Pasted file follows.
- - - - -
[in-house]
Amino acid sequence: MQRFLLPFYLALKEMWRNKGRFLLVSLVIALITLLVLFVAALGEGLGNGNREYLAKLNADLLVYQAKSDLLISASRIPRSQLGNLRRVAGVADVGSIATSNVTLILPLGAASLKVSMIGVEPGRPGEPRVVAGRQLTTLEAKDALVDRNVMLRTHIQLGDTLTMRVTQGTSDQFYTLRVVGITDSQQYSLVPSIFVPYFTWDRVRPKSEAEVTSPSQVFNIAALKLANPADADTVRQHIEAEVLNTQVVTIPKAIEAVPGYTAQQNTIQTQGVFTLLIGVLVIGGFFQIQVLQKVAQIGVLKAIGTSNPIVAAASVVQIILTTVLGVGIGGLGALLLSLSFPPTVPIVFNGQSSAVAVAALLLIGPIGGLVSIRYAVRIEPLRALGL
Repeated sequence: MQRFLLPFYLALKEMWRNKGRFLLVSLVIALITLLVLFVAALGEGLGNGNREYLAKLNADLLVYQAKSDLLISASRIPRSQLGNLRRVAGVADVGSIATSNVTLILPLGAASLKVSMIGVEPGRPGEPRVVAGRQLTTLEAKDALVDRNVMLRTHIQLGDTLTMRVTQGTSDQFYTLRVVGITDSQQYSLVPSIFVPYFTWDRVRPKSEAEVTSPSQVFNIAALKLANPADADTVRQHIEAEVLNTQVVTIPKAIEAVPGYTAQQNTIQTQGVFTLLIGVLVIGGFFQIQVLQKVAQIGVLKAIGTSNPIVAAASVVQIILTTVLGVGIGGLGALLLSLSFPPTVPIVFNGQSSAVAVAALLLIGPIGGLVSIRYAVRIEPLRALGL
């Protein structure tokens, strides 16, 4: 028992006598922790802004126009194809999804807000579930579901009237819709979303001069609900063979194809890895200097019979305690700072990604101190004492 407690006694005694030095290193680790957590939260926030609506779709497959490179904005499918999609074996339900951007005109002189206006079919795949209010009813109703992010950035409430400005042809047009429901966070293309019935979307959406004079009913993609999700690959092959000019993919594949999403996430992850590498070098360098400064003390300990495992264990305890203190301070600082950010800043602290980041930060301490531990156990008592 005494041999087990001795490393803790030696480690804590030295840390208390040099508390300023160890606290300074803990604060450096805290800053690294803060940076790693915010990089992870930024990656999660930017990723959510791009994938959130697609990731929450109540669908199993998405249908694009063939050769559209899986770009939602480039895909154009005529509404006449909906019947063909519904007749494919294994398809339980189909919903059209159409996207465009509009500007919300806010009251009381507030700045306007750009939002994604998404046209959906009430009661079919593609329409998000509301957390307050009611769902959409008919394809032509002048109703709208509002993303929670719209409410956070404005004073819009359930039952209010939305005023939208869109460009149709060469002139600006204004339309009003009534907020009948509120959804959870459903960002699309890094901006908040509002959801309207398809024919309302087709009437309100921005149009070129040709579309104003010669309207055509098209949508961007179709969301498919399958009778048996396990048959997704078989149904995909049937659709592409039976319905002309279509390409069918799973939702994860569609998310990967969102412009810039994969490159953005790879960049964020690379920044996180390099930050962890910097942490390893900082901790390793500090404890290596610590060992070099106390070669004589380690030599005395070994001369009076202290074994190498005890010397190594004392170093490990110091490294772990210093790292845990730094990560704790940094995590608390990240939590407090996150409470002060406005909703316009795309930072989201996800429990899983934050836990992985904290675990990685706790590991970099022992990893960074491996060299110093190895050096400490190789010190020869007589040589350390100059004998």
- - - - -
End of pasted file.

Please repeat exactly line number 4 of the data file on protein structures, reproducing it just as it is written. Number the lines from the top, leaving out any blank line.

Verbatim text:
């Protein structure tokens, strides 16, 4: 028992006598922790802004126009194809999804807000579930579901009237819709979303001069609900063979194809890895200097019979305690700072990604101190004492 407690006694005694030095290193680790957590939260926030609506779709497959490179904005499918999609074996339900951007005109002189206006079919795949209010009813109703992010950035409430400005042809047009429901966070293309019935979307959406004079009913993609999700690959092959000019993919594949999403996430992850590498070098360098400064003390300990495992264990305890203190301070600082950010800043602290980041930060301490531990156990008592 005494041999087990001795490393803790030696480690804590030295840390208390040099508390300023160890606290300074803990604060450096805290800053690294803060940076790693915010990089992870930024990656999660930017990723959510791009994938959130697609990731929450109540669908199993998405249908694009063939050769559209899986770009939602480039895909154009005529509404006449909906019947063909519904007749494919294994398809339980189909919903059209159409996207465009509009500007919300806010009251009381507030700045306007750009939002994604998404046209959906009430009661079919593609329409998000509301957390307050009611769902959409008919394809032509002048109703709208509002993303929670719209409410956070404005004073819009359930039952209010939305005023939208869109460009149709060469002139600006204004339309009003009534907020009948509120959804959870459903960002699309890094901006908040509002959801309207398809024919309302087709009437309100921005149009070129040709579309104003010669309207055509098209949508961007179709969301498919399958009778048996396990048959997704078989149904995909049937659709592409039976319905002309279509390409069918799973939702994860569609998310990967969102412009810039994969490159953005790879960049964020690379920044996180390099930050962890910097942490390893900082901790390793500090404890290596610590060992070099106390070669004589380690030599005395070994001369009076202290074994190498005890010397190594004392170093490990110091490294772990210093790292845990730094990560704790940094995590608390990240939590407090996150409470002060406005909703316009795309930072989201996800429990899983934050836990992985904290675990990685706790590991970099022992990893960074491996060299110093190895050096400490190789010190020869007589040589350390100059004998």